National Off-Shore Wind Policy:
The Ministry of New & Renewable Energy had notified National Off-Shore Wind Policy in October 2015 to realize the offshore wind power potential in the country.
With this, the Ministry of New & Renewable Energy (MNRE) has been authorized as the Nodal Ministry for use of offshore areas within the Exclusive Economic Zone (EEZ) of the country and the National Institute of Wind Energy (NIWE) has been authorized as the Nodal Agency for development of offshore wind energy.
Government has paved way for development of the offshore wind farms up to the seaward distance of 200 Nautical Miles (within its Exclusive Economic Zone) from the base line.
India is making significant progress in the development of the onshore wind power plants. However, so far progress in the offshore wind power generation has been almost nil. Since India has more than 7600 Kilometres of coast, the prospects of development of offshore wind power are very bright. At global level, it has been observed that, offshore wind energy while being better than onshore wind in terms of efficiency is also becoming competitive and comparable in terms of tariffs.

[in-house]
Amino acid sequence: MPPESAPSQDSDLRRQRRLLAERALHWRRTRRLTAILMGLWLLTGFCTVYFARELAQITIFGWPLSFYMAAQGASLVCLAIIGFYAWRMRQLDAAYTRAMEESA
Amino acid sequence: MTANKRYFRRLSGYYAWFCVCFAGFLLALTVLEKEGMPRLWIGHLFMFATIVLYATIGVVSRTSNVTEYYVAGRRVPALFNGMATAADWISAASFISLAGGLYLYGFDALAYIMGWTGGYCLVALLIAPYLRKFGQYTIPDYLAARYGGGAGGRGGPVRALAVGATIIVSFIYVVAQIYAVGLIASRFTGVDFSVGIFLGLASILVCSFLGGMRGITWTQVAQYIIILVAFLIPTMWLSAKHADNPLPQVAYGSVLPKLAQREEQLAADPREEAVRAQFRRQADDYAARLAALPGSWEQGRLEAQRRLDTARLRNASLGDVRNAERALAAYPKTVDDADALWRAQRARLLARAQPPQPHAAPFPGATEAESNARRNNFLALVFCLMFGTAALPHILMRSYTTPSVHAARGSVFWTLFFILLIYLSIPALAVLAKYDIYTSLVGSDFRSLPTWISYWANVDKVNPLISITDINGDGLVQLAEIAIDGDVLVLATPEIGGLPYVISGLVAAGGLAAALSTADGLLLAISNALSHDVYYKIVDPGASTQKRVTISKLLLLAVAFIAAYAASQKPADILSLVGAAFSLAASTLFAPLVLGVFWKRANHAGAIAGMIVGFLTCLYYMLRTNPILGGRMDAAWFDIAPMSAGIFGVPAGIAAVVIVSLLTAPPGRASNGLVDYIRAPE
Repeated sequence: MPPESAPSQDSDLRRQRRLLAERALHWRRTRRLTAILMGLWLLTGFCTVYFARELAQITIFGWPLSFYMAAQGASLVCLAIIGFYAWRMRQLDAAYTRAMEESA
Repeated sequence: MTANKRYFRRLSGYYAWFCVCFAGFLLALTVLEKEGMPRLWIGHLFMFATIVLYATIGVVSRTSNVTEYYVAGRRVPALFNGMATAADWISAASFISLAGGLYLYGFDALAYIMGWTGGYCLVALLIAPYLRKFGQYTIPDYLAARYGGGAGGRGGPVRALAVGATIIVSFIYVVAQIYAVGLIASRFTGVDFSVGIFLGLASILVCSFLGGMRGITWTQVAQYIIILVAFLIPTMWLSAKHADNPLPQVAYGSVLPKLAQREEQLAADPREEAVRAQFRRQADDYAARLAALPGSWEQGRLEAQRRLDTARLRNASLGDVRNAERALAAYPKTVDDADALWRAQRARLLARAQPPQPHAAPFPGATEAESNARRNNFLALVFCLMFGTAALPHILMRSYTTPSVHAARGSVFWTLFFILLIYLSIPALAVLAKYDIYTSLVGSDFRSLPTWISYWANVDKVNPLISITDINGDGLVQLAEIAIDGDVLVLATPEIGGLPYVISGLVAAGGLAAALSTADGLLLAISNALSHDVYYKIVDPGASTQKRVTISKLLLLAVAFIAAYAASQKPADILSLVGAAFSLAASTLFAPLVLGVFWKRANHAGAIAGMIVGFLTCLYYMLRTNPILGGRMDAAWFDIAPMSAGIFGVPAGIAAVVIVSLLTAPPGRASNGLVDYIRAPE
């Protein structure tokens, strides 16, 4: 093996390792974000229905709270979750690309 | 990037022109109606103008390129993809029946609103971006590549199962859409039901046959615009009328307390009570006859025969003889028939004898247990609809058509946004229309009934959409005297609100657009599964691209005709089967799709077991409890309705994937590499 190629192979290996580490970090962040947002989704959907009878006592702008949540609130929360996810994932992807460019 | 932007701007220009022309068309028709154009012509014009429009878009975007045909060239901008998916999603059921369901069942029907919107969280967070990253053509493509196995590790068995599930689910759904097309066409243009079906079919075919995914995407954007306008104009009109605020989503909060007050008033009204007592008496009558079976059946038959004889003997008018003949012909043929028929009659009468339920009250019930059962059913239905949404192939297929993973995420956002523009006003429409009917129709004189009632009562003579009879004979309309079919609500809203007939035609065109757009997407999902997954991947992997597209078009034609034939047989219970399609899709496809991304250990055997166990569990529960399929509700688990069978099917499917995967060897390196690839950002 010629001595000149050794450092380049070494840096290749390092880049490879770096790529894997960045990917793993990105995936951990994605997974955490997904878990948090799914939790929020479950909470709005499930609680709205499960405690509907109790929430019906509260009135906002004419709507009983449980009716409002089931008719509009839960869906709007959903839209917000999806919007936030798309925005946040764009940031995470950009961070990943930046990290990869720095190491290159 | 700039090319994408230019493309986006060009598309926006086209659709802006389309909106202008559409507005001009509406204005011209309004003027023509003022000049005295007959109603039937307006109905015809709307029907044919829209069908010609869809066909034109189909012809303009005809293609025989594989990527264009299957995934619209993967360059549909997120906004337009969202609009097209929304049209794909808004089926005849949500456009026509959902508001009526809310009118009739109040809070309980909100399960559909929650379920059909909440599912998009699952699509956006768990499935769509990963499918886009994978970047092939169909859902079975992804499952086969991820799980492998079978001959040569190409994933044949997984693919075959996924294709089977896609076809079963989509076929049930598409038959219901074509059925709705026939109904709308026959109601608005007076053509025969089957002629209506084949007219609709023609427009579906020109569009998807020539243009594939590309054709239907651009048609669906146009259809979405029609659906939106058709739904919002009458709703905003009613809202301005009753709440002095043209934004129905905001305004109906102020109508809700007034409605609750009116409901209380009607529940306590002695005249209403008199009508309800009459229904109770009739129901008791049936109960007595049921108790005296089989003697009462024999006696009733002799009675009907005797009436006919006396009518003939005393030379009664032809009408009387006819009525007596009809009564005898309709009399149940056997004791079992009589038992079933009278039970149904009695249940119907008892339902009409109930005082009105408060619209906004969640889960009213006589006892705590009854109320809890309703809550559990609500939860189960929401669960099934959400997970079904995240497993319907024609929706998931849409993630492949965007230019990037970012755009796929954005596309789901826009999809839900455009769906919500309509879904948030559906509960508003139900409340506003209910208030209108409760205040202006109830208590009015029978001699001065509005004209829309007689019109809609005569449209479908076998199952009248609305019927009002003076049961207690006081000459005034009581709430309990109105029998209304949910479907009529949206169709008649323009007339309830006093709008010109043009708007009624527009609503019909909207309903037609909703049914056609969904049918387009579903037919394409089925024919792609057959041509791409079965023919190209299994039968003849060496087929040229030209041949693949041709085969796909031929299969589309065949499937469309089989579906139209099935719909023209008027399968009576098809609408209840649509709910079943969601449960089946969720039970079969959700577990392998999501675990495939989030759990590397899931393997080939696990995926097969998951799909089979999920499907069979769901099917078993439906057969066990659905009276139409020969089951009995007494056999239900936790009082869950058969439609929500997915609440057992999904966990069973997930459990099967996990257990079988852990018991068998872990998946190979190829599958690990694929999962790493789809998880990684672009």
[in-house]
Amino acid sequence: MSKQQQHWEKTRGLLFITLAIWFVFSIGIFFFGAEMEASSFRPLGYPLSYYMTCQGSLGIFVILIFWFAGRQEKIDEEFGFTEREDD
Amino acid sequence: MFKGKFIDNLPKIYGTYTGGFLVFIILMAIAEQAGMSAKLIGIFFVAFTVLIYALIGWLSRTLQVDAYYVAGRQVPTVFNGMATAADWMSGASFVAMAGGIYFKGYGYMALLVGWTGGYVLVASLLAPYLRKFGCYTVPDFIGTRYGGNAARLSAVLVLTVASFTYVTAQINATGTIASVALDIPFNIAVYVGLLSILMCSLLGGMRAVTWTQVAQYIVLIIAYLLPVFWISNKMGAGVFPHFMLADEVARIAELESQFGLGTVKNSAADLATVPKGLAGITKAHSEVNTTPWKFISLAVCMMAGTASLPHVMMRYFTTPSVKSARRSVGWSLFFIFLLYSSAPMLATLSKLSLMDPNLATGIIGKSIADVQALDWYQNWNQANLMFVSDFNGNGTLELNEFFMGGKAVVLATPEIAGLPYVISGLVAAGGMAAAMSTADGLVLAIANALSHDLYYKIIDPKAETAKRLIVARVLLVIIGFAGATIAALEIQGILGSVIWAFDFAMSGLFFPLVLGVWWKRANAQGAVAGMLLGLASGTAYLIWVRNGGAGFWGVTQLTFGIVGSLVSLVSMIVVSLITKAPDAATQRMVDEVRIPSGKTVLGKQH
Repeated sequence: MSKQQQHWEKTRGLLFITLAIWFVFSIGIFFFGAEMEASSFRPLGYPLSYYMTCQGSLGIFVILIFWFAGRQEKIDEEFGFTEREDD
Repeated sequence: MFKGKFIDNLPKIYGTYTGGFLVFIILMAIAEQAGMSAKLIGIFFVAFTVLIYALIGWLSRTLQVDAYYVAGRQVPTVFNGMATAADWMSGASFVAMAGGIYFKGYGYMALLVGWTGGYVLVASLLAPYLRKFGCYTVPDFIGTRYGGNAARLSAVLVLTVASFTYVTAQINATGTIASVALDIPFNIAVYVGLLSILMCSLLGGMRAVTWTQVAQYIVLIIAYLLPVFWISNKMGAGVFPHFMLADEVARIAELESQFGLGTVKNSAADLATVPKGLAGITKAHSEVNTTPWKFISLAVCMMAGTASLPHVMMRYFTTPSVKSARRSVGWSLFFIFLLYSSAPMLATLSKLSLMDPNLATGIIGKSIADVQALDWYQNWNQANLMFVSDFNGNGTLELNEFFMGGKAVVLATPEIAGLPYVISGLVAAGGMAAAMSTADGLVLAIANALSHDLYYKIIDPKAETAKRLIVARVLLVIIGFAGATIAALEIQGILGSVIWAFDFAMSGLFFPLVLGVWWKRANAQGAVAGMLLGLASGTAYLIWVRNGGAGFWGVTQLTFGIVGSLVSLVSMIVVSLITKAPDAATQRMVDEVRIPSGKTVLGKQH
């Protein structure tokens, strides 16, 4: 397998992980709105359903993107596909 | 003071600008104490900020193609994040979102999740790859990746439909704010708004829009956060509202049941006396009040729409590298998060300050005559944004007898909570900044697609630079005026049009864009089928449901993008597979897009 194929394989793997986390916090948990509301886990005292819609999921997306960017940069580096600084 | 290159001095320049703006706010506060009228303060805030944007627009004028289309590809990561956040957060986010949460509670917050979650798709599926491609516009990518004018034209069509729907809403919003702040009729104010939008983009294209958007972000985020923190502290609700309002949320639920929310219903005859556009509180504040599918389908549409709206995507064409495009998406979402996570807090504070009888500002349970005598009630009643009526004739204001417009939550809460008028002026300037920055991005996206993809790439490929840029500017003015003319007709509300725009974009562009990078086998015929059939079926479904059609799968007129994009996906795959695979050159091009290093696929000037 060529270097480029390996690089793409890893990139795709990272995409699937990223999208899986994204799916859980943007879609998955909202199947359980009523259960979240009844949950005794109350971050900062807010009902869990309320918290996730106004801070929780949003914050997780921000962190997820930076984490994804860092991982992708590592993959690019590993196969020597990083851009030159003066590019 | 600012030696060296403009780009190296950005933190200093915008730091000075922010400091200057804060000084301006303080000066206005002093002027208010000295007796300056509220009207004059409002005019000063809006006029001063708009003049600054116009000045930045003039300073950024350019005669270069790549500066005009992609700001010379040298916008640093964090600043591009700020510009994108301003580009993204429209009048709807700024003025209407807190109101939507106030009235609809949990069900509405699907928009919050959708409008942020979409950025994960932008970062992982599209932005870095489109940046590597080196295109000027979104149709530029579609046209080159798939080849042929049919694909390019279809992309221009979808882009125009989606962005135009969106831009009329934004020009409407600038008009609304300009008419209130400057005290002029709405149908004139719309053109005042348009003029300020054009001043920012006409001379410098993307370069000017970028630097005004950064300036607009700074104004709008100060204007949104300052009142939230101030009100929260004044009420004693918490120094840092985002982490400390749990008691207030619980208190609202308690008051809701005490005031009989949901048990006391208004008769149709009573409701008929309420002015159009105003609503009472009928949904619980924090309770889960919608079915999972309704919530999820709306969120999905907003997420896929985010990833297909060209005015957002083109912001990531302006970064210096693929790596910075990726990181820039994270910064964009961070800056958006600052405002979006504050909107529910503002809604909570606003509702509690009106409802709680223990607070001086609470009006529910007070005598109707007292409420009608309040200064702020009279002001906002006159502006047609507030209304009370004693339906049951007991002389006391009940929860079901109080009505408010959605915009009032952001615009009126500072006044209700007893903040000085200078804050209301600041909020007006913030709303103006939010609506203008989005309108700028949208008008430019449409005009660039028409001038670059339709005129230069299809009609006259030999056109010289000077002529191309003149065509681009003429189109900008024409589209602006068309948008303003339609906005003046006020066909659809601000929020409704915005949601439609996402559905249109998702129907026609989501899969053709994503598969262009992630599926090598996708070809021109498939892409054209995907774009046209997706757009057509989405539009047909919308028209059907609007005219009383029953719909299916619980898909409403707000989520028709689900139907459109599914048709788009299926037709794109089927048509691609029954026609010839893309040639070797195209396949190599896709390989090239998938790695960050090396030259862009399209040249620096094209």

With the introduction of the National Offshore Wind Energy Policy, India is trying to replicate the success of the onshore wind power development in the offshore wind power development.
National Digital Library of India
National Digital Library of India (NDLI) is a project of the Ministry of Human Resource Development under the aegis of National Mission on Education through Information and Communication Technology (NMEICT). It is developed by IIT Kharagpur.
Objective: The objective of NDL is to make digital educational resources available to all citizens of the country to empower, inspire and encourage learning.
NDL is the Single Window Platform that collects and collates metadata from premier learning institutions in India and abroad, as well as other relevant sources.
It is a digital repository containing textbooks, articles, videos, audio books, lectures, simulations, fiction and all other kinds of learning media.
It makes quality learning resources available to all learners and has 1.7 Crore content from more than 160 sources, in over 200 languages.